Busy Monsters

By WILLIAM GIRALDI  |  July 20, 2011

"Oh, shit, I'm sorry, really, this is an abomination, a breast-brushing abomination, I didn't mean to, I mean, I was just, you know, saving you, and—"

"I'm just fooling with you. But I am grateful for your gallantry, so thank you. Tell me your name again."

"Charles Homar," and I proffered her my hand, a-tremble.

"Not the writer? New Nation Weekly?"

"The one and only, madam," and I bowed here like a squire or some-such. Someone who owns property, fights criminals, admires estrogen.

"I like your columns. I don't read them every issue, actually. But the ones I've read I like a lot. That silly one about how you almost burned down your house trying to kill the squirrel in your attic?"

"Oh, yes, that squirrel," and I feigned modesty, looked bashful.

"They make squirrel traps, you know. Or you could have called an exterminator. You didn't have to build your own flamethrower."

"Right," I said, her splendor slapping me sideways. "That makes more sense."

The end of rain, some orange sky aglow, and the carnival got hopping again. All around us families and teenage kids — some on skateboards, some smoking, some with arm tattoos in advertisement of their parents' bungling (even the girls! so unladylike and pubic) — scudded to and fro and fro again, clutching popcorn and cotton candy and the kind of acidic soda that makes lead vanish, all of them unaware of the enchantment happening right there in front of me, what the orange sky meant above.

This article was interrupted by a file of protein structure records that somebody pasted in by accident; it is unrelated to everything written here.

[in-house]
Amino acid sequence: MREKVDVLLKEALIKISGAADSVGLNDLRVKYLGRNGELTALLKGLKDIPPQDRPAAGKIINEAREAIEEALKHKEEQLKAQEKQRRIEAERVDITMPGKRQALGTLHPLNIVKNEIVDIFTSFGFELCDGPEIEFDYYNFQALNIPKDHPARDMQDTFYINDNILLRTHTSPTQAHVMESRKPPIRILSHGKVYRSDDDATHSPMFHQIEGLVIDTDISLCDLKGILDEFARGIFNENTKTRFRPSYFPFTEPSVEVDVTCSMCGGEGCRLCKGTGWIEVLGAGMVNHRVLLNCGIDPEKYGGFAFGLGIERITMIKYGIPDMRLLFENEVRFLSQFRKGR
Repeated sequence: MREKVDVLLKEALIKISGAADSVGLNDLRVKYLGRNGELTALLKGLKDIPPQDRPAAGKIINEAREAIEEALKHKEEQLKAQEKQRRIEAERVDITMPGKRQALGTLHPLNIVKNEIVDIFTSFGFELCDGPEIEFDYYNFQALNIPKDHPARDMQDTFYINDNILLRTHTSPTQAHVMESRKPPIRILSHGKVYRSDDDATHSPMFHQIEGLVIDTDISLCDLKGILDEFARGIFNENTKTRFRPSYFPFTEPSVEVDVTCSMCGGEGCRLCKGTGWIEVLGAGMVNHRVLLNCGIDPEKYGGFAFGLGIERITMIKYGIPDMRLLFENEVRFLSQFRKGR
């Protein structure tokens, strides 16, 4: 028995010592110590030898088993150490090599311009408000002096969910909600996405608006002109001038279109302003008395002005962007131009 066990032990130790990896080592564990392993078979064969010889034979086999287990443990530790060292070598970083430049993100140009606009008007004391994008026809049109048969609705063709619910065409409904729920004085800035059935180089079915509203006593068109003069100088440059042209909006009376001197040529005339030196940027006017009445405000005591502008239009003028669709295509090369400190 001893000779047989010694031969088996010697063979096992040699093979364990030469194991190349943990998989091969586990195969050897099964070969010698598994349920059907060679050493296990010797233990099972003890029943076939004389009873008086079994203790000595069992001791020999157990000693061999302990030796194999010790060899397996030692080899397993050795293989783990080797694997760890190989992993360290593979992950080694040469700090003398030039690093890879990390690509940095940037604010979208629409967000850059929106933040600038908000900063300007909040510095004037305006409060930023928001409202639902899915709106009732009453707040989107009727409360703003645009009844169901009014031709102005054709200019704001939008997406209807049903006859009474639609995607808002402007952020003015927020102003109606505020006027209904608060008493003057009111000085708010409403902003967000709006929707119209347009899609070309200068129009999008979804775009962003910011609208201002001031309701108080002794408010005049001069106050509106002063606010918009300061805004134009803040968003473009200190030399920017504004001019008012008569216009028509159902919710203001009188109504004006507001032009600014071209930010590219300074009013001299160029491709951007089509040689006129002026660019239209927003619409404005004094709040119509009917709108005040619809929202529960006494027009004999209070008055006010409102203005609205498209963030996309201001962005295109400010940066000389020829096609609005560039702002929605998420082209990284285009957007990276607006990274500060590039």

Gillian said, "Is everything you write true, though? Sometimes I have a feeling you're making things up."

I must have been staring in silence, owlish, at those diamonds below her brows because she said, "Mr. Homar?"

"Yes, yes. I mean, no, no, everything's true, one hundred percent, absolutely."

"But why is a, umm, kind of famous magazine writer working a Ferris wheel?"

Kind of?

"Charity," I said. "Goodness. You know, Christian values. Hey, you don't sound like you're from around here. What brings you to the democratic state of Connecticut?"

"A job, what else? And I had to get away from my boyfriend."

The overeager wolf in me, all woof and wow, couldn't keep his jaw shut.

"So you don't have a boyfriend still?"

She only shook her head ever so wanly and glanced down at my sneakers, new Nikes that made me feel younger by three or four wrinkles. Of course, what followed was an awkward, sweat-inducing pause, me trying to summon a sentence devoid of degeneracy.

"Well, thank you again, Mr. Homar. I look forward to reading more of your memoirs."

She touched my shoulder just then before turning away, and I watched her leave, all the centimeters of me paralyzed in a way I had not felt before. But inside me: think Vesuvius. For many minutes I felt her hand still there on my deltoid, her scent lingering as if smoke from a much-needed flame.

Okay: I am not a deluded man — right? — nor barmy. My life was not lucky; beauteous females with a slight Virginia drawl did not often accept my offers. Past girlfriends had told me I was just a pinch shy of handsome, which I did not mind. And so I let Gillian stroll away that night, a dark cavern beneath my breastplate, all the bats slapping their wings wildly. Ten minutes later, the Ferris wheel now defunct, I went to grab my raincoat and saw her green umbrella hooked there on the entrance gate.

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